In Arabic three different verbs are used:

    1) Saddaqa ("deem true")
    2) 2aamana bi-
    3) Zanna or i3taqada ("think")
  13. Saluton Banned

    Moscow, Russia
    1. верить (verit')
    2а. верить (verit')
    2b. вера (vera)
    3. думать (dumat', think), считать (schitat', count), полагать (polagat', assume)
  14. Encolpius

    Encolpius Senior Member

    Yes, we can! :D


    1. hiszek
    2a. hiszek
    2b. hit
    3. hiszem
  15. ThomasK Senior Member

    (near) Kortrijk, Belgium
    Belgium, Dutch
    Do you have the same word for 'faith' then (religious faith)?

    I suppose that is linked with trust in English (and so with faith)...
  16. ThomasK Senior Member

    (near) Kortrijk, Belgium
    Belgium, Dutch
    But how about the word for faith ? No parallel then?
  17. tFighterPilot Senior Member

    Israel - Hebrew
    1) אני מאמין לך /aní ma'amín lekhá/
    2) אני מאמין באלהים /aní ma'amín be'elohím/
    3) אני סבור שאתה צודק /aní savúr she'atá tsodék/
  18. ThomasK Senior Member

    (near) Kortrijk, Belgium
    Belgium, Dutch
    Could you tell me what the verbs are ? Are they in any way semantically related?
  19. tFighterPilot Senior Member

    Israel - Hebrew
    The verb מאמין (present masculine singular) is the general verb for believe. Further more, the words faith and belief are translated to אמונה /emuná/. As for the verb סבור is somewhat weaker and could be translated to "assume".
  20. ThomasK Senior Member

    (near) Kortrijk, Belgium
    Belgium, Dutch
    Now I realize that /emunà/ turned up in two of the three. But none like that in 3 then? Assuming is also something like trusting, believing, etc., isn't it?
  21. mataripis

    mataripis Senior Member

    In my Tagalog; 1.) Ayos naman at paniwala ako sa iyo. 2a.) Panalig ako sa Maykapal (Diyos) 2b.) Paniniwalang Katoliko 3.) Just say; "tama ka" or "matuwid na pagkakasabi mo".(you say it correctly)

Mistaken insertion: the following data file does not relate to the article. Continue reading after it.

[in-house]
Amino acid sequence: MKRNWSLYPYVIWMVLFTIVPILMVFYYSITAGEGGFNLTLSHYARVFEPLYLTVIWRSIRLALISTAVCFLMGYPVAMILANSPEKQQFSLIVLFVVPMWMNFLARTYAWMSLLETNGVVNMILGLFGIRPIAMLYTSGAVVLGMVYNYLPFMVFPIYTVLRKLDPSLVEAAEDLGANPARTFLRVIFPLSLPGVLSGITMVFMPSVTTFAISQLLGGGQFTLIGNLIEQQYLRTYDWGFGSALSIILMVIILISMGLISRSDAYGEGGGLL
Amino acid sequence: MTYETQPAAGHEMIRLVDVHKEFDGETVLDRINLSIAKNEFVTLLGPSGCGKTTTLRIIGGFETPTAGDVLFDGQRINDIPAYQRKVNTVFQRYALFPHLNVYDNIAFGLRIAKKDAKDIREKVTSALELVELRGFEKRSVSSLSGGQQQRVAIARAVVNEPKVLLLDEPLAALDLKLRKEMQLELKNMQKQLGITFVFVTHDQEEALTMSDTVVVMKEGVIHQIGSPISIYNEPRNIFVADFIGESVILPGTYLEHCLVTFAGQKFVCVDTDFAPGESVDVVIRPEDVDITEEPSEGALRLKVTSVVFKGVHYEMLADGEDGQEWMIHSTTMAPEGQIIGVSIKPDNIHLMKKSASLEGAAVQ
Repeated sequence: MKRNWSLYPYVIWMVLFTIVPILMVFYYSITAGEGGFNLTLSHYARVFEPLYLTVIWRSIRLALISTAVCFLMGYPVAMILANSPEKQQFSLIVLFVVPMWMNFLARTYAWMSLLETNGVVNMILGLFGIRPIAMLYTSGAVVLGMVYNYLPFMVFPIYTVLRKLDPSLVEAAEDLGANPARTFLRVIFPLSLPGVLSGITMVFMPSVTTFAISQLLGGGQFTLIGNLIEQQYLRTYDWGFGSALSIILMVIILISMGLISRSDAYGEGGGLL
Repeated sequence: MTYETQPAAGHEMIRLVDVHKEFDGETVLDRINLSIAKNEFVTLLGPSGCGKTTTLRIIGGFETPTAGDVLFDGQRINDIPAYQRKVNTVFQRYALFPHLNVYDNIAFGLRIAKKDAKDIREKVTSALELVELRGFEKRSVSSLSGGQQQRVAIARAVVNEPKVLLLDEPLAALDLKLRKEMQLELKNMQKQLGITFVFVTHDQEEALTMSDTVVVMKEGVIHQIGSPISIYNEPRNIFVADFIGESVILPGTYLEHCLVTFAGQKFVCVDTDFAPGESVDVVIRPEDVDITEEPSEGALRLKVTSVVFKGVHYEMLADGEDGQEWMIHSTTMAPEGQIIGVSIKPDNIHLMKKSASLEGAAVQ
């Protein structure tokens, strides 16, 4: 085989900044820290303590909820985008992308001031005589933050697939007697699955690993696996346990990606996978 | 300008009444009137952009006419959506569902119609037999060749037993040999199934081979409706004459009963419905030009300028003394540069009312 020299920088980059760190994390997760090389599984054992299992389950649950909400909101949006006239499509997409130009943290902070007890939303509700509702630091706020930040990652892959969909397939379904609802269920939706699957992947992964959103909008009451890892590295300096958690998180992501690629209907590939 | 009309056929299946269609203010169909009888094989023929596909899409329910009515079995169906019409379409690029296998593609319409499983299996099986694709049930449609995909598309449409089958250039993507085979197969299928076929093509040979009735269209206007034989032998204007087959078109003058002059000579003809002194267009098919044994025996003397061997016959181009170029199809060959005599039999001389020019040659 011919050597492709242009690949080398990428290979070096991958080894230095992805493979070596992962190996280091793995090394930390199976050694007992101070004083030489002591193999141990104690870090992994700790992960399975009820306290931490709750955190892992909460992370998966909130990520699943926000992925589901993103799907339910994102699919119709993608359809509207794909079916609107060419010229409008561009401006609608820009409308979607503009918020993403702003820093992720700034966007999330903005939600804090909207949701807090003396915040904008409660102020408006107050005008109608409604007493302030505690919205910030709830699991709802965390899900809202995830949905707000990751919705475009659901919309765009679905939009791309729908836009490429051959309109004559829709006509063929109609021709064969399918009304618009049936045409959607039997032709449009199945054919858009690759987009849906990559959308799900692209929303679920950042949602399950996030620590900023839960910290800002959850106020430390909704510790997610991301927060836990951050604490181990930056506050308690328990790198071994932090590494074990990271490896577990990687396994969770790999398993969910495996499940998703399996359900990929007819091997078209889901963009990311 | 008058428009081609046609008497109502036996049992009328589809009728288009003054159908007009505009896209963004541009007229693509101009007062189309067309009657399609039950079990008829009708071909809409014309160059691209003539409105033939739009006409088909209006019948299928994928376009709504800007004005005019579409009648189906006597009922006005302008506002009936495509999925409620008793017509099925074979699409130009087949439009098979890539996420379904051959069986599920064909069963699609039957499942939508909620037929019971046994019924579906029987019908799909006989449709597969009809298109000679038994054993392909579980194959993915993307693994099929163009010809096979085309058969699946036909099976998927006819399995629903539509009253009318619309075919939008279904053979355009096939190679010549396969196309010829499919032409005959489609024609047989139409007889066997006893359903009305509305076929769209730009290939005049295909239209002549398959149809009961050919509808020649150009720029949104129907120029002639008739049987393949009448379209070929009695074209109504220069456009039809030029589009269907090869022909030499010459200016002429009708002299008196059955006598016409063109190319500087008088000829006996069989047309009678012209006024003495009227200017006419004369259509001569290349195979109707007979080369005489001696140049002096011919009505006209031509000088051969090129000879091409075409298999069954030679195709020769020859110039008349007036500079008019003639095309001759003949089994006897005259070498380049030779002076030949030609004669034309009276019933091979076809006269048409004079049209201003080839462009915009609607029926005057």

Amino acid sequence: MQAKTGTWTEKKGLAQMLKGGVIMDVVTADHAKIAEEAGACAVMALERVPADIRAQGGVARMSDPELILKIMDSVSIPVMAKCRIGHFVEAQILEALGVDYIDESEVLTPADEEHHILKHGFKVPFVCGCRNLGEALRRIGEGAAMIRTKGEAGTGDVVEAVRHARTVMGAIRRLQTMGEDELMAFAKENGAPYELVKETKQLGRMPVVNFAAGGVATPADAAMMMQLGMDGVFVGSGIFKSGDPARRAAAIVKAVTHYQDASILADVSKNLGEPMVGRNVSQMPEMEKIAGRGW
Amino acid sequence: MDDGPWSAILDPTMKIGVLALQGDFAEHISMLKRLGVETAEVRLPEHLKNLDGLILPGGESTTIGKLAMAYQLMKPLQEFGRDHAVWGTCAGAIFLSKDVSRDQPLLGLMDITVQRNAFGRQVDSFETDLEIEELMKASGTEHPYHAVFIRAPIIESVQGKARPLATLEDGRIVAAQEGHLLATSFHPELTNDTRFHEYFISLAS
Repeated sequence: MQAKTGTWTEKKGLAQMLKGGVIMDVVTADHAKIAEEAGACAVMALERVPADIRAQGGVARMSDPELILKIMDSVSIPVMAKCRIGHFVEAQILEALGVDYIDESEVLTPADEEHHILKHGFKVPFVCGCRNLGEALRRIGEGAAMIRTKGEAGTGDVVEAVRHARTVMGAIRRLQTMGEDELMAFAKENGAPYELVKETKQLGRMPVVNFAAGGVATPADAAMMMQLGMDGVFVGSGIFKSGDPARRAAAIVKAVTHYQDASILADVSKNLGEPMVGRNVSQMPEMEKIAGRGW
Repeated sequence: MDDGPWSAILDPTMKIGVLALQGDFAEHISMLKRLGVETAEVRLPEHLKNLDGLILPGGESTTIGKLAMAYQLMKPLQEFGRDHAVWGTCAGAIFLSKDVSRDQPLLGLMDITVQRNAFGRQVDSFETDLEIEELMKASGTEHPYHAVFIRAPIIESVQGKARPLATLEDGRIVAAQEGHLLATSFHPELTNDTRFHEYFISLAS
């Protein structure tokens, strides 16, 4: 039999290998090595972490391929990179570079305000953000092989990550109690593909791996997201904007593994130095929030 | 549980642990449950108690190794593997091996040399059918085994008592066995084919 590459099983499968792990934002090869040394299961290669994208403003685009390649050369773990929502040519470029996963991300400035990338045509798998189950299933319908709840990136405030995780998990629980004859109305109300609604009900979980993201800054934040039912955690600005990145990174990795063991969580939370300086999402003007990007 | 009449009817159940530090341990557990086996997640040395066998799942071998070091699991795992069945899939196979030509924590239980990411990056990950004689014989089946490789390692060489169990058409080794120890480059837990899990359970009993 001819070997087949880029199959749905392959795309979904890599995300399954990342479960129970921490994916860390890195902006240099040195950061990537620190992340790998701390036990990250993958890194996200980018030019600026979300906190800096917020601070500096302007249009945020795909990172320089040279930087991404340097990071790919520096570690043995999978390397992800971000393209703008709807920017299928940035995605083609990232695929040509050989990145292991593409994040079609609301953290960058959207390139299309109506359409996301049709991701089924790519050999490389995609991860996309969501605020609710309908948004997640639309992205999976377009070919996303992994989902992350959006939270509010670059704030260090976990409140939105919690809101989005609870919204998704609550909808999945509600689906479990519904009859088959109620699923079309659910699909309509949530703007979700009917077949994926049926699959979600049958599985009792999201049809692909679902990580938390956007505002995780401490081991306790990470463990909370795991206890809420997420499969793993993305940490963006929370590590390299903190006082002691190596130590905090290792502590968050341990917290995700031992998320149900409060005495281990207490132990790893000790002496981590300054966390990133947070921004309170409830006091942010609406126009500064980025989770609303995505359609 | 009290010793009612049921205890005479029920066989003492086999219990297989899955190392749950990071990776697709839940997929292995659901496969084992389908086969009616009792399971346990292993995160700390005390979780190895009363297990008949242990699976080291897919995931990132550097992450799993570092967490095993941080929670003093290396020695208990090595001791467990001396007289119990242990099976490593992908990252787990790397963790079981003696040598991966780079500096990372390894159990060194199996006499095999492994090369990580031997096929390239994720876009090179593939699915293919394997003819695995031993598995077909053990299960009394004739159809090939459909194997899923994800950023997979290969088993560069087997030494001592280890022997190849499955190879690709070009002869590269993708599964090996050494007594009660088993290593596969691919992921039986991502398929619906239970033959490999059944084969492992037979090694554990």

Last edited: Apr 1, 2013
  22. ThomasK Senior Member

    (near) Kortrijk, Belgium
    Belgium, Dutch
    Do I see 'pani- all the time ? And could 'matuwid' be Arabic of origin?
  23. arielipi Senior Member

    סבור\חושב can sometimes replace מאמין
    savur\tohe meaning think.
    Last edited: Apr 1, 2013
  24. mataripis

    mataripis Senior Member

    this 'pani' i think is derived from older form of Tagalog called Dumaget and it means "to become"/magiging in Tagalog.I guess the second part of word "Wa" is the sound of name of God followed by "la" with possible meaning "know" (Alam) so this word paniwala may mean " To become aware that there is God". The word "matuwid" i think is Aramaic origin. I know that there is letter T in Aramaic read as Tav(taw?) and i am not sure what is its exact meaning but in Tagalog it is righteousness/straight to the point/truthfulness. The word "panalig" is an old Tagalog word , only the last part is clear to me because most of the words with "ig' has the meanings (based on/ founded on/established).
    Last edited: Apr 4, 2013
  25. rayloom Senior Member

    Paris, France
    Arabic (Hijazi Arabic)
    The word for faith is Iman, which is actually the verbal noun of 2aamana (already mentioned by Ghabi).
  26. AutumnOwl

    AutumnOwl Senior Member

    Swedish - Sweden, Finnish
    There is no difference in Swedish between to believe - att tro, and faith - tro
    Hur kan du tro det är sant? - How can you believe that's true?
    Min tro gör mig stark - My faith makes me strong
    English have the word troth, meaning truth, fidelity, loyalty, both Swedish tro and English troth going back to the Old English trēowth
  27. arielipi Senior Member